What is Asclera?Asclera is a medicine used to treat uncomplicated varicose veins called spider veins or reticular veins of your lower extremities. Asclera is administered intravenously (through a vein in your arm).
What is the most important information I should know about Asclera?Asclera can cause allergic reactions that may result in death if not immediately treated. Tell your doctor immediately if you experience rash, difficulty breathing, or lightheadedness. Also, Asclera can cause local injection-site reactions, including irritation, pain, or itching.
After receiving the Asclera injection, apply compression in the form of a stocking or bandage to reduce your risk of getting blood clots. Walk for 15-20 minutes immediately after the procedure and daily for the next few days. Wear compression stockings or support hose on the treated legs continuously for 2-3 days after treatment of spider veins, for 5-7 days after treatment of reticular veins, and for 2-3 weeks during the daytime. Compression stockings or support hose should be thigh- or knee-high, depending upon the area treated in order to provide adequate coverage.
Who should not take Asclera?Your doctor will not administer Asclera to you if you are allergic to it or any of its ingredients, or if you have acute (sudden) blood clotting disorders.
What should I tell my doctor before I take the first dose of Asclera?Tell your doctor about all prescription, over-the-counter, and herbal medications you are taking before beginning treatment with Asclera. Also, talk to your doctor about your complete medical history, especially if you have allergies or a blood clotting disorder.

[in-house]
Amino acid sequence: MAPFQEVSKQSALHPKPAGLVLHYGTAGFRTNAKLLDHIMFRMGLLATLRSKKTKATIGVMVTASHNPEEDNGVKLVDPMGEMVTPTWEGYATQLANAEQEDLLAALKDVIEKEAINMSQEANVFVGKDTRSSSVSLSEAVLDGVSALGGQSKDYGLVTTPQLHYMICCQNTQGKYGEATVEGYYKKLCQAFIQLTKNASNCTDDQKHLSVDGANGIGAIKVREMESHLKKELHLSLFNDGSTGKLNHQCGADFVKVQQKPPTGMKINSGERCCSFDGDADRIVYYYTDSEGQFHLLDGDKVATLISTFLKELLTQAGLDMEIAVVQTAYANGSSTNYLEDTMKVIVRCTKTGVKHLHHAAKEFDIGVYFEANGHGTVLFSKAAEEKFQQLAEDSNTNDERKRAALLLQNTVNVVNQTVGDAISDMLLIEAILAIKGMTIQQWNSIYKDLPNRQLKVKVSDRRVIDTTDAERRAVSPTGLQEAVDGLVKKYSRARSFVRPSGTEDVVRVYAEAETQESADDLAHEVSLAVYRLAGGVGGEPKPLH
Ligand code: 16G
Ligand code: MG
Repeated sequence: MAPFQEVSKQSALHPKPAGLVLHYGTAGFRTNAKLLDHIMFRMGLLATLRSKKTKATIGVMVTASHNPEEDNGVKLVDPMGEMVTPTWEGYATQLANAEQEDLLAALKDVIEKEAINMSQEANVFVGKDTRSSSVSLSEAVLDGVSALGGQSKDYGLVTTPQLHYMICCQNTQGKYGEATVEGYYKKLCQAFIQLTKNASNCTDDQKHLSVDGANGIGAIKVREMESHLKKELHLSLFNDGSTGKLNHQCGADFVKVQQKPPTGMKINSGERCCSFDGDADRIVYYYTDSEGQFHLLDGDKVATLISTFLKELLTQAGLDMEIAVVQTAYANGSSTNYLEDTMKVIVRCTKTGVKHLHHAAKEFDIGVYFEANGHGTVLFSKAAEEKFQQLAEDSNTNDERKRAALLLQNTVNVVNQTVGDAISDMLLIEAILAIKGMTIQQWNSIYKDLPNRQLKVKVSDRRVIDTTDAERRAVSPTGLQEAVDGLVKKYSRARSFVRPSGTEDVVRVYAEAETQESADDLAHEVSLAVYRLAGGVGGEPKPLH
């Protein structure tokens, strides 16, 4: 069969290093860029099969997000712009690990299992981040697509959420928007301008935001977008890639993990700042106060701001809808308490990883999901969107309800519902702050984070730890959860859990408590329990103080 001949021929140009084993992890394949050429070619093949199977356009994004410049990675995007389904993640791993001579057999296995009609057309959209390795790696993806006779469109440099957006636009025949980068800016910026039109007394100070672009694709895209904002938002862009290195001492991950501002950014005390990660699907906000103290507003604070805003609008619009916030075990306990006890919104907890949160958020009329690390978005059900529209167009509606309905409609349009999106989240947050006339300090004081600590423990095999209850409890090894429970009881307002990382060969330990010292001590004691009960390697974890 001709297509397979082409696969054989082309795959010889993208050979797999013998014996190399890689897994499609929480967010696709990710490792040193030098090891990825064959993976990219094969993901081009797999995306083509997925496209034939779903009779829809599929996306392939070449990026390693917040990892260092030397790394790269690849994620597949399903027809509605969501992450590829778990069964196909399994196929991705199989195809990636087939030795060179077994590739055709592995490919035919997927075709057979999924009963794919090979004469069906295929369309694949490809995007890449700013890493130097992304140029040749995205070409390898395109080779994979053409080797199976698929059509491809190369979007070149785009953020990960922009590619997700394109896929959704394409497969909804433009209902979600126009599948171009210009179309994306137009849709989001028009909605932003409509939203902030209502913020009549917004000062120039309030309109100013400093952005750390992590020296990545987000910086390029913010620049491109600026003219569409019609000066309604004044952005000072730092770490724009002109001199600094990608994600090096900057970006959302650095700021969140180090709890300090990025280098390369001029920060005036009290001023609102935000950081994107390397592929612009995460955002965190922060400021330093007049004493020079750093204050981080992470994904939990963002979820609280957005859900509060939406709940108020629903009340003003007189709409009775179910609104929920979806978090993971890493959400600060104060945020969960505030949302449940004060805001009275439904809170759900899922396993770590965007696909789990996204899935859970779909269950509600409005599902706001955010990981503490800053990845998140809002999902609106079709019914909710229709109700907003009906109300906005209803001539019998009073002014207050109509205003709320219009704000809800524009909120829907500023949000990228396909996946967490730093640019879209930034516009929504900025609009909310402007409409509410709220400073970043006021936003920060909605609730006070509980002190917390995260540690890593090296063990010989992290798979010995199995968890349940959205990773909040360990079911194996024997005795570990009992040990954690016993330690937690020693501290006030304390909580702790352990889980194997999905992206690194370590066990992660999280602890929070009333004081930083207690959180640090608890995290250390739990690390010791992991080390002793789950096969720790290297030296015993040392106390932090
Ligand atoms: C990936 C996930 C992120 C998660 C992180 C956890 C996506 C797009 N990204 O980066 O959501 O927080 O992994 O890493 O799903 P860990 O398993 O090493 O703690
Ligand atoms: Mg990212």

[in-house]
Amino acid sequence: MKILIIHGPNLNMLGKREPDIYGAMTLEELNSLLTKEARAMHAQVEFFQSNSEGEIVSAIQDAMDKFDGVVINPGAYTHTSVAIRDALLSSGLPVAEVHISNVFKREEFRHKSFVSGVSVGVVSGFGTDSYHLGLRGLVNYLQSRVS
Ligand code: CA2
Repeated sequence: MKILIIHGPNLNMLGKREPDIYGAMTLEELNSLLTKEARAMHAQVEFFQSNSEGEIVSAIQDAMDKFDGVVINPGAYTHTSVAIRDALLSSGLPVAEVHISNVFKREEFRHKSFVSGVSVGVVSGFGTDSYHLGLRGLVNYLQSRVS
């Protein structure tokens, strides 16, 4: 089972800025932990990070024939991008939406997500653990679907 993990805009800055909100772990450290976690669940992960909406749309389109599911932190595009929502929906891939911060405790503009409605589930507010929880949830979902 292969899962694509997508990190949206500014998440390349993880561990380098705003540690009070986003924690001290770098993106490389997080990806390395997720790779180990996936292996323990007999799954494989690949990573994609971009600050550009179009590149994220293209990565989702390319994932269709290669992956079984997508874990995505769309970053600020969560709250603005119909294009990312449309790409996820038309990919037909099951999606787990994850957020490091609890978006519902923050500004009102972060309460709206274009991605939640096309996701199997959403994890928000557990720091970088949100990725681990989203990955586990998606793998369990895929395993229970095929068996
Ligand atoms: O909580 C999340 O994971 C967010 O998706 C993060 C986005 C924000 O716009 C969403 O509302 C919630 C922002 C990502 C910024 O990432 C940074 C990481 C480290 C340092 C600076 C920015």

What is the usual dosage?The information below is based on the dosage guidelines your doctor uses. Depending on your condition and medical history, your doctor may prescribe a different regimen. Do not change the dosage or stop taking your medication without your doctor's approval.
Adults: Your doctor will administer the appropriate dose for you, based on your condition.
How should I take Asclera?Your doctor will administer Asclera to you.
What should I avoid while taking Asclera?Do not miss your scheduled follow-up appointments with your doctor.
Do not engage in heavy exercise, sunbathing, or long plane flights, or go in hot baths or a sauna for 2-3 days after treatment.
What are possible food and drug interactions associated with Asclera?No significant interactions have been reported with Asclera at this time. However, always tell your doctor about any medicines you take, including over-the-counter medications, vitamins, and herbal supplements.
What are the possible side effects of Asclera?Side effects cannot be anticipated. If any develop or change in intensity, tell your doctor as soon as possible. Only your doctor can determine if it is safe for you to continue taking this drug.
Side effects may include: allergic reactions, angioedema (a condition involving swelling of your face, extremities, eyes, lips, and tongue), asthma, blood clotting problems, changes in your skin color, confusion, dizziness, fever, headache, heart problems, hot flush, injection-site reactions, irregular heartbeat, itching, loss of consciousness, nerve injury, shortness of breath
Can I receive Asclera if I am pregnant or breastfeeding?The effects of Asclera during pregnancy and breastfeeding are unknown. Asclera should not be used during pregnancy. Tell your doctor immediately if you are pregnant, plan to become pregnant, or are breastfeeding.
What should I do if I miss a dose of Asclera?Asclera should be given under special circumstances determined by your doctor.
How should I store Asclera?Your doctor will store this medication for you.